In coffee circles, there is a long going debate on whether your machine will work on hard water or not. While the short answer is yes, the long answer might make you want to think twice about it. I’m going to try to explain it as simple as I can how the water and coffee react, what is hard water, and what does this mean for your machine. Also, what can you do to negate the effects of hard water on your machine and your coffee.
First of all, every barista and coffee enthusiast knows that the water quality will significantly determine the quality of your brew and also the lifespan of your machine. Let’s think of it this way, roasted beans have an essential compound in them like lactic acid, eugenol and even citric acid. Like I said these are essential compounds, and these are what gives your beans their distinct flavors and aromas, and the percentage of each will depend on the origin.
However, tap water is also pretty complex and it has some compounds as well besides the normal Hydrogen and Oxygen, such as magnesium and calcium ions that may not be recognizable when drunk as water, but when brewing coffee with them you will notice that it impacts the taste of the brew significantly. Some of these compounds are even stickier such as Magnesium, and it will have a strong impact on your coffee, bicarbonate has also a very strong taste which gives the final brew a bitter flavor, which is really unpleasant and most baristas dread those circumstances.
What is hard water exactly? Well, to be exact all-natural water that is present in our taps contains some minerals and ions which may make it hard, unless it is distilled or boiled beforehand. Water picks up magnesium and calcium ions while flowing or sitting in rocks, rivers, wells or any reservoir. Some barista’s try to negate this by using distilled water only, however, this, as well as a negative effect on your coffee making the final brew, have a flat taste. So this only leaves us with two options either finding a water source with a light amount of minerals or using mineral water, both of which aren’t practical and not cost-effective.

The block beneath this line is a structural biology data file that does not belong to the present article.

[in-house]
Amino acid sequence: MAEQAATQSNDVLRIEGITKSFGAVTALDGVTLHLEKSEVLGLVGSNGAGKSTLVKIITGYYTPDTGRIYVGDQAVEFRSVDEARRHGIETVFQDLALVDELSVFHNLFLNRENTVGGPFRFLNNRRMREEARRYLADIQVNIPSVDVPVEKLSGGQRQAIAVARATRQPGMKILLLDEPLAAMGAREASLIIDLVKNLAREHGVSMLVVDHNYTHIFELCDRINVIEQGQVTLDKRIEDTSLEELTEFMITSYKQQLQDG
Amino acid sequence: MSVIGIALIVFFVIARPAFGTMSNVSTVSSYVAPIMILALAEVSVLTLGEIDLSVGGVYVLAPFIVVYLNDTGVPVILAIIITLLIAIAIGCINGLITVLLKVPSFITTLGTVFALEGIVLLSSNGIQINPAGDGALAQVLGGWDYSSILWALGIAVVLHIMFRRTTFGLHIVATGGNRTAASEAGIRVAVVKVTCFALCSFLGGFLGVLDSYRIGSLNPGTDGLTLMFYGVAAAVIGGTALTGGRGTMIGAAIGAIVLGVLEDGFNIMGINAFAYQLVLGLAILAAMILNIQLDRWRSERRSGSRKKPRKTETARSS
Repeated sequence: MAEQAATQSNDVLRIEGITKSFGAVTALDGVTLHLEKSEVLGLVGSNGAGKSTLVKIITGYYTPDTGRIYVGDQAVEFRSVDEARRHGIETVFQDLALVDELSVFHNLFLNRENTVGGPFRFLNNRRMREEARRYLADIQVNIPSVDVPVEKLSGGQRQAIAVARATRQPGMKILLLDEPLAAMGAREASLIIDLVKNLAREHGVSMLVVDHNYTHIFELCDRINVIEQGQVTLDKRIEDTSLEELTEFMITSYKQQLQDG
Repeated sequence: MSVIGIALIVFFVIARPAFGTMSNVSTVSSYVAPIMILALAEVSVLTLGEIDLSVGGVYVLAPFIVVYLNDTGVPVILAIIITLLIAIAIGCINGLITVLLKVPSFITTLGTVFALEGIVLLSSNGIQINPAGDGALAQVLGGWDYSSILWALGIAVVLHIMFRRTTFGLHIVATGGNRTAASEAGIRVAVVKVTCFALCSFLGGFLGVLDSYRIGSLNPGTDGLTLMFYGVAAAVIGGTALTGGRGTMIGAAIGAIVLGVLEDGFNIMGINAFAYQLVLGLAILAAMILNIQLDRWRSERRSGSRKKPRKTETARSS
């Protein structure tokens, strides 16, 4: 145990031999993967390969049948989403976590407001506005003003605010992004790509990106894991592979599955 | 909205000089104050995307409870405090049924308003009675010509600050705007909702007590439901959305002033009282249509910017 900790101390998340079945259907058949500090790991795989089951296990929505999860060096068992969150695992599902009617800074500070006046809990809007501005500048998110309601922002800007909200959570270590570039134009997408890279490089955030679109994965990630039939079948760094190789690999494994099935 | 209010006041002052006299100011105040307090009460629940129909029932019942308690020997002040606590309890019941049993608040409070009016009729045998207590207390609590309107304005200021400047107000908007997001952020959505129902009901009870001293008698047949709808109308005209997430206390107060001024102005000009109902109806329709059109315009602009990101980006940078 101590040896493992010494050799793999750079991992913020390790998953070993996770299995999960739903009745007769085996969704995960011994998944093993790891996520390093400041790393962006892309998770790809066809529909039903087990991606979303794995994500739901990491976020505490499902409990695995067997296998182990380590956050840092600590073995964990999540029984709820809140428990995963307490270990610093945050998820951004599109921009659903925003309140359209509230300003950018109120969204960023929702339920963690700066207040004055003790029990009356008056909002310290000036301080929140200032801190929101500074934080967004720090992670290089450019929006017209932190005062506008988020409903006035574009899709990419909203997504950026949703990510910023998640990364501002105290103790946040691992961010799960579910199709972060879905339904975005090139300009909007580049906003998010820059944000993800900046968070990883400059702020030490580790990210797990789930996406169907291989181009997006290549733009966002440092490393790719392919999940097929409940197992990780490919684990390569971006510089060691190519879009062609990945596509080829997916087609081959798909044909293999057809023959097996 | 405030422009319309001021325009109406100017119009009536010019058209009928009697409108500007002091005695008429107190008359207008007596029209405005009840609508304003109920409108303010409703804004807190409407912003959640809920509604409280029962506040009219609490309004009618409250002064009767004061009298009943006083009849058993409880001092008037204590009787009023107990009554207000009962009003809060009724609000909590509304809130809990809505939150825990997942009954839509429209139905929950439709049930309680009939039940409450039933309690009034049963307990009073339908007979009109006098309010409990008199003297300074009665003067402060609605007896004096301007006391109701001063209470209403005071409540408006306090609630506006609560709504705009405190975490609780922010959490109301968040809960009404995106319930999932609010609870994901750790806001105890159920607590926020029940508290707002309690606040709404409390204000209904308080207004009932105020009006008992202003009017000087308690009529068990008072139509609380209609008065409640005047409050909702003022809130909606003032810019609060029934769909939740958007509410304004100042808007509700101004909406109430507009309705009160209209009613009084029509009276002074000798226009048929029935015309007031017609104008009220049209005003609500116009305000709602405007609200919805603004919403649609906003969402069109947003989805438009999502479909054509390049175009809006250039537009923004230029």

How does hard water affect your machine? The water goes through the boiler and pipes of your machine and when it is heated it creates limescale, which in turn will slow the whole process and decrease the efficiency of the process, besides the taste aspect. Limescale can be removed with descaling of your machine, and while all machines develop limescale, those operating with hard water will need to be descaled more frequently.
There are three realistic ways of negating limescale, mineral build-up, and degradation of your coffee and those are using one of the best coffee makers for hard water, using a filter for your machine and descaling it regularly.